The Yankees on the Peninsula.
--We learn that on Saturday a party of Federals made a raid up to Custis, (Gen. Lee's farm,) on the Pamunkey river, and captured a small steamer owned by Mr. T. T. Cropper. It was afterwards stated that they were making a raid further up the Peninsula, but we have heard nothing more of their doings than the performance noted above.
-from the Richmond Daily Dispatch September 28, 1863
-The War of the Rebellion: a Compilation of the Official Records of the Union and Confederate Armies: Chapter XLI - Operations in North Carolina, Virginia, West Virginia, Maryland, and Pennsylvania. August 4-December 31, 1863
It might be tangential to the whole point of this website but I was perplexed by the mysterious gunboat Jesup, of which there seemed to be no official listing, and by its Wisconsin landlubber crew. What I have pieced together from the record is this . . .
. . . from the Official Records
HEADQUARTERS NAVAL BRIGADE,
Norfolk, January 21, 1865.
Major General E. O. C. Ord,
Commanding Dept. of Va. and N. C. and Army of the James:
GENERAL: In obedience to your verbal orders, I respectfully report that this command consists of the following boats:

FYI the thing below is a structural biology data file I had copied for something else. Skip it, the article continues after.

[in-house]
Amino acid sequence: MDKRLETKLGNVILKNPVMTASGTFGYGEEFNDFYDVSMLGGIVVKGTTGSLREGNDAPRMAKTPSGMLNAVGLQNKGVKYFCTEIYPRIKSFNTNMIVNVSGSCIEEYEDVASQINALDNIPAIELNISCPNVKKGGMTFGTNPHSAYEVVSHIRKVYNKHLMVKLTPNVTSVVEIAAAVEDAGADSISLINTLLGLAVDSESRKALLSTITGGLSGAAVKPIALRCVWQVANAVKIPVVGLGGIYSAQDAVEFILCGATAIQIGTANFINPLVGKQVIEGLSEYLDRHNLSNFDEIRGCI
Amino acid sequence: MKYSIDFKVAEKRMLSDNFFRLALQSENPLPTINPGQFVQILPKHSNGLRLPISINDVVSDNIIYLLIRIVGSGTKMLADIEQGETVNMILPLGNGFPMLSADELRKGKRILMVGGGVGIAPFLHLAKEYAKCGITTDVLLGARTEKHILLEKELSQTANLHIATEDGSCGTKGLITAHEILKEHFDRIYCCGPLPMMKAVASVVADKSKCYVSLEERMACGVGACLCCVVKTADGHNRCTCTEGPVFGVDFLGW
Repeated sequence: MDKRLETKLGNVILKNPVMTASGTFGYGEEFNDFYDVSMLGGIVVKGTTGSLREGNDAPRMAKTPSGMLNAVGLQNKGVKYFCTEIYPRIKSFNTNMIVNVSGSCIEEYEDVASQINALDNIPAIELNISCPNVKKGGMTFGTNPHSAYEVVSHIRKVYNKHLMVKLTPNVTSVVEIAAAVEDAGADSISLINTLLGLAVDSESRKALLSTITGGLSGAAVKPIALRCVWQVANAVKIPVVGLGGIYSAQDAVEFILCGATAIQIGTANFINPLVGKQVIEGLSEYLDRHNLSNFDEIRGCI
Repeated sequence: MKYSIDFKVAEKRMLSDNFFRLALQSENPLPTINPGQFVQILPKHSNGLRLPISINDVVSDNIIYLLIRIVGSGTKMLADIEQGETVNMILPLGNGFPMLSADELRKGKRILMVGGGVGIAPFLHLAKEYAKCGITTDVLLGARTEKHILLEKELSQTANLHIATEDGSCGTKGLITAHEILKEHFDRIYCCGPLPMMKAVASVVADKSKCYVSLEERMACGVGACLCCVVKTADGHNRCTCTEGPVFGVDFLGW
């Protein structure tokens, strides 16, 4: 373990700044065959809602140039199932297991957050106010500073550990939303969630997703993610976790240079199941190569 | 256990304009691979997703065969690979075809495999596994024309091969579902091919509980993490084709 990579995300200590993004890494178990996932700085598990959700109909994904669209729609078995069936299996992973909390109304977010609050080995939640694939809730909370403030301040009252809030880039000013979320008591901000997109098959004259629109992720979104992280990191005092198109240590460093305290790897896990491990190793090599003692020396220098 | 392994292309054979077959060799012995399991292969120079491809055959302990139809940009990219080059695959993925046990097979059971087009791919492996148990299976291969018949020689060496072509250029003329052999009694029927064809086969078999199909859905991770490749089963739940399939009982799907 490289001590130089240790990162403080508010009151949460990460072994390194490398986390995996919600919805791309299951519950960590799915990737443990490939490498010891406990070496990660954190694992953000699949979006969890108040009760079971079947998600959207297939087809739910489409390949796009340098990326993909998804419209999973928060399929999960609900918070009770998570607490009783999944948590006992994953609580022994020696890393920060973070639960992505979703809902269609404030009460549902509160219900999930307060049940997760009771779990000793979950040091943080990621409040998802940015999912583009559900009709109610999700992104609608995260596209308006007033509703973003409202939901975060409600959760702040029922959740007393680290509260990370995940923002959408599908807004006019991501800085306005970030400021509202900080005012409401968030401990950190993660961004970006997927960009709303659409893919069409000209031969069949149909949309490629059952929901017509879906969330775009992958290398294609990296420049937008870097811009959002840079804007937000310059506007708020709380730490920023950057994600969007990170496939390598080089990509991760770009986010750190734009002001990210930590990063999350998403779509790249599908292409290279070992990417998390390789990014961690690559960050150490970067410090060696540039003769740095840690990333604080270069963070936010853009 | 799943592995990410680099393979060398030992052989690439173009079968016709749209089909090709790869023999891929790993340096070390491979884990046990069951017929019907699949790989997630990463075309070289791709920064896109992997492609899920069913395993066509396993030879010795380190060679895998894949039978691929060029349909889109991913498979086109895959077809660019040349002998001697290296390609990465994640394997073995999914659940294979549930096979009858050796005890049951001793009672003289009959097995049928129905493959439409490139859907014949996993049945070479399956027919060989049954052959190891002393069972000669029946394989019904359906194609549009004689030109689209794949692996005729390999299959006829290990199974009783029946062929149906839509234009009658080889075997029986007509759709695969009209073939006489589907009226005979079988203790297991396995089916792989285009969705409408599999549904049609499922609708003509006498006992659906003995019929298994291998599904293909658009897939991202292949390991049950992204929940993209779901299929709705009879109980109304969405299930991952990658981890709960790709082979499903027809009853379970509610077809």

. . .
(3.) Propeller Jesup; the hull of a gun-boat built by the ladies of Norfolk for the rebels; partially destroyed by rebels when Norfolk was evacuated; rebuilt by United States; mounts two 30-pounder Parrott guns; hull and engine in excellent order, but requires new boiler; crew, thirty men.
. . . . and explaining a bit more, from Wisconsin in the War of the Rebellion by Gale Cengage Learning . . .
In May 1863, Lieutenant Colonel Whipple [ of the Nineteenth Wisconsin] was appointed to take command of the gun-boat "General Jesup," he selected Lieutenant Charles D. Williams, of company E, for his mate, and chose a full crew from the regiment. The boat was armed with two thirty-two[?] pound Parrotts and two twelve-pound Napoleons. The colonel, with his Wisconsin crew, did excellent service during the year up the James, the York and its tributaries, and in the sounds of North Carolina. In one action they received eleven shots through the boat. In the autumn Colonel Whipple was compelled by ill health to quit his post, and was discharged from the service. Lieutenant Williams being appointed to succeed him in the command of the boat, proved himself a competent and reliabel brofficer in that capacity, capturing a rebel steamer soon after his promotion, on the York River, near West Point.
. . . and so Wisconsin got its navy.
|A 30 pound Parrott|